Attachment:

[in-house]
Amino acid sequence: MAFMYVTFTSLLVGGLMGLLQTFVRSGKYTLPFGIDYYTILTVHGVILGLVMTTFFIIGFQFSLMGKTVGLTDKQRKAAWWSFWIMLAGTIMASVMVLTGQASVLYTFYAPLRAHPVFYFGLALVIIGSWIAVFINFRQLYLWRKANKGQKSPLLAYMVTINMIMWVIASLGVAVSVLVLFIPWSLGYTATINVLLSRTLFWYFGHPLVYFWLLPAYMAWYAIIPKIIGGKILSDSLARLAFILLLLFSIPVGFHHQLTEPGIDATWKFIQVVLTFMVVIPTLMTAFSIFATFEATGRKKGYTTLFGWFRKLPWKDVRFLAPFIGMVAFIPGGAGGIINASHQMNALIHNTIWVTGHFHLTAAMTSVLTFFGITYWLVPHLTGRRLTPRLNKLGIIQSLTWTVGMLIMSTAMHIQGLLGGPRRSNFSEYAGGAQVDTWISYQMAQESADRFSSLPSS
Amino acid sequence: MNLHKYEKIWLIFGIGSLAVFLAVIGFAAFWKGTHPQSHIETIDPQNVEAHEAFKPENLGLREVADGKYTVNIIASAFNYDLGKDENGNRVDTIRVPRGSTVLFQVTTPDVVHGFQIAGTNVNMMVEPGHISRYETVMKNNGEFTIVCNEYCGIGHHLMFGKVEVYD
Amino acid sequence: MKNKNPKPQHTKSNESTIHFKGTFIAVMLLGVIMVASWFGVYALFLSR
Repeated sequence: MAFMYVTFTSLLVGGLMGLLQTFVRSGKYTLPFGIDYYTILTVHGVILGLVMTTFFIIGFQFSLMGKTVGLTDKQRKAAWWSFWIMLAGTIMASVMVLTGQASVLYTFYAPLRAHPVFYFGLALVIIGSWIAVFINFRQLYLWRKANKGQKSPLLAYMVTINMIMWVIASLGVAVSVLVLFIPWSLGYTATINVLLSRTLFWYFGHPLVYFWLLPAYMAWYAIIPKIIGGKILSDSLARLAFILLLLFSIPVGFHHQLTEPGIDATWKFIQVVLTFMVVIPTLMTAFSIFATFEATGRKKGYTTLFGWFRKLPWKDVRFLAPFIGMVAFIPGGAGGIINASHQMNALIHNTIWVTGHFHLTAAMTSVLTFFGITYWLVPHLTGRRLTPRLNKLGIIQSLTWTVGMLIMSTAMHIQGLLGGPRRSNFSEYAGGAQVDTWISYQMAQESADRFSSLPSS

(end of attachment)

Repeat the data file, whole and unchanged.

[in-house]
Amino acid sequence: MAFMYVTFTSLLVGGLMGLLQTFVRSGKYTLPFGIDYYTILTVHGVILGLVMTTFFIIGFQFSLMGKTVGLTDKQRKAAWWSFWIMLAGTIMASVMVLTGQASVLYTFYAPLRAHPVFYFGLALVIIGSWIAVFINFRQLYLWRKANKGQKSPLLAYMVTINMIMWVIASLGVAVSVLVLFIPWSLGYTATINVLLSRTLFWYFGHPLVYFWLLPAYMAWYAIIPKIIGGKILSDSLARLAFILLLLFSIPVGFHHQLTEPGIDATWKFIQVVLTFMVVIPTLMTAFSIFATFEATGRKKGYTTLFGWFRKLPWKDVRFLAPFIGMVAFIPGGAGGIINASHQMNALIHNTIWVTGHFHLTAAMTSVLTFFGITYWLVPHLTGRRLTPRLNKLGIIQSLTWTVGMLIMSTAMHIQGLLGGPRRSNFSEYAGGAQVDTWISYQMAQESADRFSSLPSS
Amino acid sequence: MNLHKYEKIWLIFGIGSLAVFLAVIGFAAFWKGTHPQSHIETIDPQNVEAHEAFKPENLGLREVADGKYTVNIIASAFNYDLGKDENGNRVDTIRVPRGSTVLFQVTTPDVVHGFQIAGTNVNMMVEPGHISRYETVMKNNGEFTIVCNEYCGIGHHLMFGKVEVYD
Amino acid sequence: MKNKNPKPQHTKSNESTIHFKGTFIAVMLLGVIMVASWFGVYALFLSR
Repeated sequence: MAFMYVTFTSLLVGGLMGLLQTFVRSGKYTLPFGIDYYTILTVHGVILGLVMTTFFIIGFQFSLMGKTVGLTDKQRKAAWWSFWIMLAGTIMASVMVLTGQASVLYTFYAPLRAHPVFYFGLALVIIGSWIAVFINFRQLYLWRKANKGQKSPLLAYMVTINMIMWVIASLGVAVSVLVLFIPWSLGYTATINVLLSRTLFWYFGHPLVYFWLLPAYMAWYAIIPKIIGGKILSDSLARLAFILLLLFSIPVGFHHQLTEPGIDATWKFIQVVLTFMVVIPTLMTAFSIFATFEATGRKKGYTTLFGWFRKLPWKDVRFLAPFIGMVAFIPGGAGGIINASHQMNALIHNTIWVTGHFHLTAAMTSVLTFFGITYWLVPHLTGRRLTPRLNKLGIIQSLTWTVGMLIMSTAMHIQGLLGGPRRSNFSEYAGGAQVDTWISYQMAQESADRFSSLPSS